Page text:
KP Reads

‘When the Emperor Was Divine’ by Julie Otsuka

This high school staple was banned on the 80th anniversary of the World War II internment of Japanese Americans that it describes.


A friend recommended this novel to me after it was banned from the curriculum last summer by the Muskego-Norway school board in Wisconsin, a district of about 4,800 students. There were no complaints about the book. The board took it upon itself to pull it for a subcommittee to review last June after new board members were elected on a “critical thinking, not critical race theory” platform. The book has remained under “review” ever since, according to NBC News.

Board President Chris Buckmaster called the book “too sad.” Terri Boyer, a board member who serves on the committee reviewing the book, said it lacked “American perspective.” Buckmaster also said the district’s own 2020 directive to include at least one book by a woman of color in the 10th grade curriculum was discriminatory.

Absent from this thinking is that Julie Otsuka’s award-winning historical novel is about Americans put into concentration camps in America by their fellow Americans. Between 1942 and 1945, 128,000 U.S. citizens and legal residents were imprisoned, half of whom were children.

My friend’s grandparents were among them, so this latest school book ban in the growing national trend was of special interest to her.

“When the Emperor Was Divine” (2002) was Otsuka’s first novel, based loosely on her own family’s experience. Her voice is so restrained and the story so graceful one would hardly know what to expect without knowing the history—and reading a book like this is perhaps the best way to learn just how much one doesn’t know.

The story is told through the eyes of a mother and her two young children. The mother and father had lived in Berkeley for decades and their children were born there. In early 1942, the father is taken away by the FBI in his pajamas and slippers. Soon after, the family is packing.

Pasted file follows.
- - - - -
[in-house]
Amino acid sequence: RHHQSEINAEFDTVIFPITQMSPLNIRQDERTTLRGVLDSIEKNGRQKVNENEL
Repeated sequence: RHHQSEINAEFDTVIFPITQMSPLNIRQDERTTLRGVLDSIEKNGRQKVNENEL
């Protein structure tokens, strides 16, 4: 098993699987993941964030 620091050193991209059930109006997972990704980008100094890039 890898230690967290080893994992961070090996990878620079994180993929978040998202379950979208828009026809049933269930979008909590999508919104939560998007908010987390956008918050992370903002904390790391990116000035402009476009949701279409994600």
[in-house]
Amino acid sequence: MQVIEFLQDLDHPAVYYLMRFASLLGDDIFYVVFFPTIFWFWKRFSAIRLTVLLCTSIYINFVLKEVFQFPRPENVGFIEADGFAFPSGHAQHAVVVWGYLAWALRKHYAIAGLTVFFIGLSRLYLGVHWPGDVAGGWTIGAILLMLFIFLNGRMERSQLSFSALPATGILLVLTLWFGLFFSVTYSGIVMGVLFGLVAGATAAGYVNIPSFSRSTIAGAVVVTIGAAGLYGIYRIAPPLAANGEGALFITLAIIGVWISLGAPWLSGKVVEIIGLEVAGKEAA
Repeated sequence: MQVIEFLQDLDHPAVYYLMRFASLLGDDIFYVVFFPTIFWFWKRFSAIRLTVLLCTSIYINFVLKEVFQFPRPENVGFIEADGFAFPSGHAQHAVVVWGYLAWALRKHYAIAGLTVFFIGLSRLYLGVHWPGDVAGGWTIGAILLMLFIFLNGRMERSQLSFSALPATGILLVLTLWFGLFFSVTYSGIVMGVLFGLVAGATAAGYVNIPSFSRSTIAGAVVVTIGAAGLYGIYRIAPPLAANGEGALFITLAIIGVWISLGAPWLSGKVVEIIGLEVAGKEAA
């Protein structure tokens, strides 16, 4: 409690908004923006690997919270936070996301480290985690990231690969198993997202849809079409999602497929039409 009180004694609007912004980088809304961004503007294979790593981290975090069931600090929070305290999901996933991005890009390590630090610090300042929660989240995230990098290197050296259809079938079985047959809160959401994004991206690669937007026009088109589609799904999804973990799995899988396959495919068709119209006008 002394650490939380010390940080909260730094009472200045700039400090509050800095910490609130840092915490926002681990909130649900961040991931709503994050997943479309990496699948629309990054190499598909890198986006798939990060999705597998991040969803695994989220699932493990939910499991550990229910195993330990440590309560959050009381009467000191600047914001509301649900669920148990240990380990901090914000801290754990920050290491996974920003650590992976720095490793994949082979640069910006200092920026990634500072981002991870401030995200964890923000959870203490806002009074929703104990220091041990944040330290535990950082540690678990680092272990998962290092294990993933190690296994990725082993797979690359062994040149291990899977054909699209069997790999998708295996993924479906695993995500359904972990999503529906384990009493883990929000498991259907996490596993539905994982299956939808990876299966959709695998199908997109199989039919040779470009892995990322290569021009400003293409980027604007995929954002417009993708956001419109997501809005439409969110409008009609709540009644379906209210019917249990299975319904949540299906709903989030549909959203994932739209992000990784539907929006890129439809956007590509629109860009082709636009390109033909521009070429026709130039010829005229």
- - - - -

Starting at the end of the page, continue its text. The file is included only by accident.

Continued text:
The mother is scrupulous with her preparations. She divides clothes, towels and sundries, leaves a window open for her bird to escape, and prepares a last meal for their aging family dog. The children want to know will it be cold where they are going? Will father be there? Who will live in their house? When the time comes, the 10-year-old girl doesn’t want to leave her friends. The younger boy is upset because he can’t find the dog.

A long train ride with blacked-out windows takes them to a camp of tarpaper barracks surrounded by barbed-wire in the Utah desert.

The father is somewhere else. They exchange postcards. The children remind him of all the trips he’s promised them. They were going to Egypt to climb the pyramids. They would stroll along the Great Wall of China. They’d paddle a boat through Venice.

“Be good to your mother,” he writes.

Otsuka evokes the quiet damage of the coming years of deprivation and loneliness and tedium not by naming those things, as I just did, but by summoning their corrosive effect one moment at a time.

When the family first arrives, the boy stands by himself in the shade of young willow trees planted to hide the barracks from anyone outside the fence. He idly picks a leaf to save while hoping to see the wild western mustangs he’s read about. Later, horsemeat is served in the mess hall.